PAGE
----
and Doer and Krenctu. to lift It place:
with 1,1 0J. Dover unci power an-1
Pelto urd Hodda we.-'j tied for fifth
place before the games wero rolled last
Cashier cf First National Bank a Pris
oner for Few Minutes.
W. li. Thompson, cashier of the Hist
National bank of Uncock, had tins
pleasure, if It may be called vuil., of
being locked in the l.irre vault of tin
new bank for a few minutes yesterday
afternoon while the workmen were
testing the vault.
Superintendent I'ied' l. in charge of
the construction work on the Interior
of the bank, wished to test the bolts
on the vault and as Mr. Thompson
happened to be inside the vault ex
uminiug it he asked him If he would
like the experience of being locked
up for a few minuts. When Mr.
Thompson learned that it would bo for
a few minutes only, he agreed and was
locked in the massive vault.
The vault Is an immense affair nnd
If a person were really locked up In It
he would have no chunce of ever get
ting out alive if kept in for a few
hours. The heavy doom and sides to
th vault are so thick that It is es
timated It would take 24 hours to drill
through them and bv this time any
person within would have su.cumbed.
DR. SOUTHERLAND HERE.
Superintendent of Congregational
Churches to Preach.
Dr. I. V. Southerland, superintend
ent of Congregational churches of this
state, will preach fit the morning
service at the l-'iist Congregational
church of Hancock tomorrow morning.
Dr. Sontheiland is well known br
many of the local people and many
will no doubt be delighted al the op
portunity to hear him.
Mrs. C. !;. Webb will sing a solo at
the morning service, "The Irl is My
Sin ph'Td," being the name of the
piece. The choir also will remlfi- .hi
Owing to th fact that the Congre
gational church has not yet secured a
regular pastor to take the plate of
Pew Marnlus Harrott, no evening serv
ic e will he held.
.J. J. J. .j. j. .j. .j. j. .j. .j, .j,
I- OHURCH SERVICES.
: : : : :
FIRST M. E.
!::!(, Clasn meeting; Hi;;:n, pleach
ing service, subject, "The Irrepressible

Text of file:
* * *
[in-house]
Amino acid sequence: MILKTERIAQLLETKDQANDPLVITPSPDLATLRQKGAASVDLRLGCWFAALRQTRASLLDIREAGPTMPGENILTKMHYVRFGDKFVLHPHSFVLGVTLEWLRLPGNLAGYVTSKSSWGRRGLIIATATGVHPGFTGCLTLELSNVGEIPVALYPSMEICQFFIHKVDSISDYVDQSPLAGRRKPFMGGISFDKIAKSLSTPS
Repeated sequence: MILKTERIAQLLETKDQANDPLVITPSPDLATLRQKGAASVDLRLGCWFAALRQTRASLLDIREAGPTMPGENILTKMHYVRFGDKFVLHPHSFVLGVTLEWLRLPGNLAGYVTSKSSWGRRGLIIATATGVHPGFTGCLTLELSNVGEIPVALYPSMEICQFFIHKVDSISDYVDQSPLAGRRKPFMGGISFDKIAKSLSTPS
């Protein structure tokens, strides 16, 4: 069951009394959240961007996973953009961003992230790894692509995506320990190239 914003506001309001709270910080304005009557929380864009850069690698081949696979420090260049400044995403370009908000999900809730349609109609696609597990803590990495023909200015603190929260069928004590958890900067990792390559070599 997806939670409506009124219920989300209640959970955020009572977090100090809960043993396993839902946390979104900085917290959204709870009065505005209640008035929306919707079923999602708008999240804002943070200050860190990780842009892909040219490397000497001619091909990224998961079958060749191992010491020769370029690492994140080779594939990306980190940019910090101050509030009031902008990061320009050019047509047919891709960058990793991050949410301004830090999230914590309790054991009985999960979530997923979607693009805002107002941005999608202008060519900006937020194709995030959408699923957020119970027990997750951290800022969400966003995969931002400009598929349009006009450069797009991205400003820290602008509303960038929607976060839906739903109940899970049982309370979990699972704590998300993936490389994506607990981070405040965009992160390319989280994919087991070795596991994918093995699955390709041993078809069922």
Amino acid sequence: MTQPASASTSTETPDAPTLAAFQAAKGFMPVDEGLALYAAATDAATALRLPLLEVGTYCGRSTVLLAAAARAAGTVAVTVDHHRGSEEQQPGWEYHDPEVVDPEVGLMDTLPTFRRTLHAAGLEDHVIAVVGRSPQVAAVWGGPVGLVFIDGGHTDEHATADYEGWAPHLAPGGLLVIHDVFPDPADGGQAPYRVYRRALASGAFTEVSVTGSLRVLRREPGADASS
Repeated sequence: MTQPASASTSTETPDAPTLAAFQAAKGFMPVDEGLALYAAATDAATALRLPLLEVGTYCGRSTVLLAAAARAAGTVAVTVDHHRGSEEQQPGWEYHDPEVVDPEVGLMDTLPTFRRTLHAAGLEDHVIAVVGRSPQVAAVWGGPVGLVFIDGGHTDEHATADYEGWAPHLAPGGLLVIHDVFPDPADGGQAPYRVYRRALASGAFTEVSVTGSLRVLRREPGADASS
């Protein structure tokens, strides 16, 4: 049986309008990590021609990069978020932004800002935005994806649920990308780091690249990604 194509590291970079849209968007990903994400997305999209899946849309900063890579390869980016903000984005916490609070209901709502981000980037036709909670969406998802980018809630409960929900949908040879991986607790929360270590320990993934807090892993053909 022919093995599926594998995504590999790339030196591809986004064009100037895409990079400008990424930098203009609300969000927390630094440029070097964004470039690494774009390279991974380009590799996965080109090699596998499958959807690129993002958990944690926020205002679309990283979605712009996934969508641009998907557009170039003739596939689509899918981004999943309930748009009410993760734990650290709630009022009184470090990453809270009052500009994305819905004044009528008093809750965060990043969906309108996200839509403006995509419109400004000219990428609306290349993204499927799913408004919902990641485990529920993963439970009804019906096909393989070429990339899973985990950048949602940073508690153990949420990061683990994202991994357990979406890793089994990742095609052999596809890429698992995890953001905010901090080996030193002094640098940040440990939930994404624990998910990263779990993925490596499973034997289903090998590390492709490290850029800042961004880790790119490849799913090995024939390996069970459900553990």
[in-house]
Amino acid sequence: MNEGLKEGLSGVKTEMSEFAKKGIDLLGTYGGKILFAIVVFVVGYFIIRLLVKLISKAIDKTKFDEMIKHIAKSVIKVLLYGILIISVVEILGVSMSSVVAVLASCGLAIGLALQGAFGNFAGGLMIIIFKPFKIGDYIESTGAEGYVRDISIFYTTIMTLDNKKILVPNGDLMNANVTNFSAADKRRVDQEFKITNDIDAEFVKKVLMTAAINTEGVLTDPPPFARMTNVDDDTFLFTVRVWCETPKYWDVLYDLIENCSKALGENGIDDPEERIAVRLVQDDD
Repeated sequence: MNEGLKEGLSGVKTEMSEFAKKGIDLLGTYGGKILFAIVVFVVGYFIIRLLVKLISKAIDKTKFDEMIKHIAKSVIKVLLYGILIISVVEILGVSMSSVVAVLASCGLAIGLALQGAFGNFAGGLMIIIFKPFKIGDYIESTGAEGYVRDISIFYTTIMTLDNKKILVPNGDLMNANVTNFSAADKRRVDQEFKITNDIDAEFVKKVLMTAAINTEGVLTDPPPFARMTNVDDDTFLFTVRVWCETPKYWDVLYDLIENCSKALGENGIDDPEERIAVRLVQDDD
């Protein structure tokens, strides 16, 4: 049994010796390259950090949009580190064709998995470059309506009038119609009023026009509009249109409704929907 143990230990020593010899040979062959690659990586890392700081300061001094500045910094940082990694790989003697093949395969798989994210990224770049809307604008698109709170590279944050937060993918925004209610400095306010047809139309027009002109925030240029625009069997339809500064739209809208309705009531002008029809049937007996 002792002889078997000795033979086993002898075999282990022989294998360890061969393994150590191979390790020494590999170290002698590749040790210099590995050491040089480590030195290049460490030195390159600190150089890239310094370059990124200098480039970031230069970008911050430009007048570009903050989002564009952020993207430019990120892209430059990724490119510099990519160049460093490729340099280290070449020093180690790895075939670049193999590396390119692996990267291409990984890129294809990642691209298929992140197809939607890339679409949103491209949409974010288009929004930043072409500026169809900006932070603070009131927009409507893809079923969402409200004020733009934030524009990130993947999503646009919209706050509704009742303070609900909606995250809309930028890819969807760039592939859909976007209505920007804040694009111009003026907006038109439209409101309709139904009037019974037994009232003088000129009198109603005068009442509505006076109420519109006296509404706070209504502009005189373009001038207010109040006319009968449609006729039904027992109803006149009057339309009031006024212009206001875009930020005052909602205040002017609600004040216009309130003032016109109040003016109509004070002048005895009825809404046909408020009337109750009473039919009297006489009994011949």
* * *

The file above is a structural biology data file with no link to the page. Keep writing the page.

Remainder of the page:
Conflict"; J:iM, preaching service;
-:4.", Jiinioi league: (1:15. Kp worth
league; 7:00, evening worship, nubject,
"A Woman's Life Charge."
Sunday 8 a. in.. Holy Kucharist ;
l':3' a. m., Missa cantata and sermon,
llev. Walker; 11:15 a. in., Sunday
school; ".:!( p. in., Kveusoiig and ser
mon. Rev. Walker Topic, the last
of the series on "The Life of the Wait
Monday 7:o p. in., K. S. P. ut the.
Thursday, Thanksgiving day 8 a.
m., Holy Kucharist; 10:0 a. in., Union
service at Trinity church. Houghton,
AIIssh cantata and sermon, Hev.
l-'rlda.v 7::ta n. in., Itcciiiicm mass;
7:. '10 p. in., choir practice.
Dr. .1. W. Sutherland, superintend
ent of Congregational churches of this
state, will preach at the morning serv
ice ut the Mrst Congregational
church of Hancock on Sunday morn
ing November 23. Dr. Sutherland is
well known by many of the local peo
pler and many will do doubt be de
lighted of the opiMirtunity to hear him.
Mrs. C. L Webb will sing a solo at
the morning service, "The Lord Is My
Shepard" being the name of the solo.
The choir will also render an unthtm.
Owing lo the fact that the Congre
gational church lias not yet secured a
regular pastor to take the place of Uev.
Mandus Harrott, no evening service
will be held.
MAXON TAKES COUNT EARLY.
Former Soo Middleweight Loses Bout
at Toronto This Week.
"Dumiu" Maxoii. the former Soo
prize lighter encountered a Tartar in
the pel son of Howard Morrow at Tor
onto this week und the bout ended In
the iii st round, Maxon wus dropped
with u right blow to the face and he
was counted out while struggling vain
ly to regain his feet. Morrow oicned
the bout with a volley of rights and
lefts and Maxon was unable to with
stand the punishment.
Maxon made his initial appearance
here several year ago when he met
and was defeated by Art Allard. At
that time, Maxon showed some knowl
edge of the game but his weight and
the subsequent lack of "punch." lost
the bout lor him. The knock out this
wee k doubtless w ill i t suit In the ring
ing down of the curtain in his prize